When I went to my first appointment with a clinical herbalist, I trembled. Instinctively, I put my hand across my collarbone and took a long, slow breath. I’ve had this anxiety about medical practitioners since I was 6 years old and sick with rheumatic fever—the first of many illnesses that have had me in and out of doctor’s offices and hospital beds throughout my 37 years.
As I stood outside Caty Crabb’s door, worry threatened to overtake my hope. Would this new-to-me provider be able to help? Would this kind of treatment reduce my rheumatoid arthritis pain or address my food allergies? Or would it be more of the same—more tests, which would lead to even more tests? After months of research, I at least believed plant-based medicine could be safe, though scientists are divided on that as well as its efficacy.
A clinical herbalist is someone who uses plants for medicinal purposes. Herbal treatments, as well as the cultivating of plants and herbs for health reasons, are undergoing a resurgence in Appalachia. Plant-based medicine has always had a foothold in the region, in part because of tradition, but also, convenience and necessity.
Certified from the Southwest School of Botanical Medicine, clinical herbalist Crabb has worked with herbs for more than 20 years. In 2009, she opened her business, Wildfire Herbs, and her clinical practice, the Appalachian Ohio Herb Clinic, both in southeastern Ohio. Business is booming. As one of only two practicing clinical herbalists in the area, she sources some of her plant material locally, much from her own 86-acre farm. The next nearest resource for herbs is an hour and a half drive away.
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That first day in her office, I sought help for years-long symptoms and a string of diagnoses. I was also facing the end of a marriage, while feeling the looming death of my mother like an unavoidable shadow behind me. “You got anything for anxiety too?” I asked Crabb, chuckling inappropriately, as many of us do when revealing these heavy-burden, stigmatized details of our health.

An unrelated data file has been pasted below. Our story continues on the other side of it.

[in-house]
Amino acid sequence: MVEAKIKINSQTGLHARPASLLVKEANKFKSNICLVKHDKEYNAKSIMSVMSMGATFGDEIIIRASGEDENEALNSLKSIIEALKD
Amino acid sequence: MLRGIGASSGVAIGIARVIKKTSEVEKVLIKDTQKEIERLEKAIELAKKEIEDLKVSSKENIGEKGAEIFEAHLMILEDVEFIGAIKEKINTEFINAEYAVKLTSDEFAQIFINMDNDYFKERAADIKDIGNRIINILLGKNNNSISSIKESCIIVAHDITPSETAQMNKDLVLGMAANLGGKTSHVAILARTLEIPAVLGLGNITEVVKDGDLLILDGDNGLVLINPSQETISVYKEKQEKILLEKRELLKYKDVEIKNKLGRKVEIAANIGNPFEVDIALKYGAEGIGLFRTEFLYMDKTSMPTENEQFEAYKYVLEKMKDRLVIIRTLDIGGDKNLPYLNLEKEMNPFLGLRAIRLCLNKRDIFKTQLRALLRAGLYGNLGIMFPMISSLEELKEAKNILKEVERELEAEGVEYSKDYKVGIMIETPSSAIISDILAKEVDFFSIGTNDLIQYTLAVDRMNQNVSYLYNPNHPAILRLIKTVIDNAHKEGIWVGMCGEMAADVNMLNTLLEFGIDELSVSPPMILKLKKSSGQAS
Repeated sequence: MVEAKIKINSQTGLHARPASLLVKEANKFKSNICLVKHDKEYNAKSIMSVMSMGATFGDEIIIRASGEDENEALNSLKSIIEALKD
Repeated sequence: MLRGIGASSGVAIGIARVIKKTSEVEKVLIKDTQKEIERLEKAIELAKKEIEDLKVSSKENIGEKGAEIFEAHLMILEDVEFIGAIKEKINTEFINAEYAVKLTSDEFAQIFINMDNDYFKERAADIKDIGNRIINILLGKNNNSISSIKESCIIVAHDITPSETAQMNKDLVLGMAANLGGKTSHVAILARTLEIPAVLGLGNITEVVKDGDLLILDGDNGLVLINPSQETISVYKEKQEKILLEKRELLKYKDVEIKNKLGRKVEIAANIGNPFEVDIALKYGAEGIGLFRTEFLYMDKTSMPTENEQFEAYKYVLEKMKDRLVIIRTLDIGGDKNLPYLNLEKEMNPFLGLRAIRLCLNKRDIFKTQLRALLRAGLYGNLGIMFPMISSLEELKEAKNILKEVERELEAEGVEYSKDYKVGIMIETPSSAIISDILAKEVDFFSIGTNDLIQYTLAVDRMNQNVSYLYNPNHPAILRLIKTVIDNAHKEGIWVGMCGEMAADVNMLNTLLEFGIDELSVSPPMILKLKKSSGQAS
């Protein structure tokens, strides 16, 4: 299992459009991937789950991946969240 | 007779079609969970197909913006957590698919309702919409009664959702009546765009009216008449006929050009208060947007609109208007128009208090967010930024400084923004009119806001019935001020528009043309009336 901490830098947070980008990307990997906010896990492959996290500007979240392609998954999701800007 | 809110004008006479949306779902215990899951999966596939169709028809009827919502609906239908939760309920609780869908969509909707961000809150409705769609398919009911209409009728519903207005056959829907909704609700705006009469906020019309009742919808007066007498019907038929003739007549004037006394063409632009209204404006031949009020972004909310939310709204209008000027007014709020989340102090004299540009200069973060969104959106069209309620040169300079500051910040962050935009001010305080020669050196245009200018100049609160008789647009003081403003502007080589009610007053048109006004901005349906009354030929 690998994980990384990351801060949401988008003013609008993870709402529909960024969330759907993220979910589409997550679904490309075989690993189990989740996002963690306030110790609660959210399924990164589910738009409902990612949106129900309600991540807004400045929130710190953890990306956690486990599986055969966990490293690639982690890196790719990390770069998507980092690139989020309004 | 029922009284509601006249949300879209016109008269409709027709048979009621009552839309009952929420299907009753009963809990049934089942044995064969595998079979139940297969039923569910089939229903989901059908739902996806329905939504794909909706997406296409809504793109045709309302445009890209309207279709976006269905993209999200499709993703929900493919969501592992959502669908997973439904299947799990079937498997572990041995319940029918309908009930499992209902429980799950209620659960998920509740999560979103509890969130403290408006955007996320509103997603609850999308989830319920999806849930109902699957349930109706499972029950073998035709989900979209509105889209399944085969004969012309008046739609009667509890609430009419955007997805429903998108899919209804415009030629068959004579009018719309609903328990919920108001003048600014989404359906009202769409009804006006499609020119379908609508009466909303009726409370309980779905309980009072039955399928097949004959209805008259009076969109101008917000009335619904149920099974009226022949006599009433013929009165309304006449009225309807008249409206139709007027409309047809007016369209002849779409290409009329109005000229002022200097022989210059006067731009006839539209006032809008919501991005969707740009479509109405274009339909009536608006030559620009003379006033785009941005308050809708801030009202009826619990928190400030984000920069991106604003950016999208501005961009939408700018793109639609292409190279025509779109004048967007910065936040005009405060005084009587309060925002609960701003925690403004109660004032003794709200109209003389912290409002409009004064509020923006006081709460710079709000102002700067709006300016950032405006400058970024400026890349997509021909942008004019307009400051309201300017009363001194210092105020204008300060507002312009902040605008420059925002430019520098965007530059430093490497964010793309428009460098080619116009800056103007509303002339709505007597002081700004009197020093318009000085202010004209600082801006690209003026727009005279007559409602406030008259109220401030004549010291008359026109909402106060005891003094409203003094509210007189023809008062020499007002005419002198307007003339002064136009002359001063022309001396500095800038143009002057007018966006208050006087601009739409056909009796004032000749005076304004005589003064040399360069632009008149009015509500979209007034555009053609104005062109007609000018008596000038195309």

Crabb did. “When I think about holistic, I’m also thinking about the person’s whole life,” she explained. “What’s going on in their life right now, what’s their support system like, what kind of stress are they under, what are they eating? Health is about more than just what’s going on inside your body. What’s going on outside your body affects your body a lot.”
Since I first said it to a close friend, years ago—“Western medicine has failed me”—I’ve heard others repeat those same words. Though there is always, inevitably, years of complex narrative unique to each person packed into the sentence, to me, there are huge, gaping holes in the Western approach, like wounds that haven’t been tended to. And those wounds will fester. Western medicine—or “allopathic” medicine, as many in alternative or integrated care call it—often focuses on treating symptoms, rather than taking the time and resources to uncover the root cause. It’s a remedy-based approach that depends primarily on drug or surgical intervention. Once the symptom is lessened or resolved, the patient is moved along. But chronic health concerns, like my own, in this system often end up with a dulling of symptoms, while the patient must manage the myriad side effects that may come with each pharmaceutical.
Don’t get me wrong: I’m not against Western medicine, entirely. I still gratefully took an anti-viral when I had shingles, a few years ago. I still trusted in a vascular surgeon to treat complications of thoracic outlet syndrome.
But that was back when I had health insurance through my employer. Shortly after, escalating health problems forced me to stop working a full-time job. Currently, I have no easy access to health care. Which means another dip back toward the poverty line. Covered by Medicaid, I’m among those in the 14.6 percent considered impoverished, according to 2017 statistics about Ohio.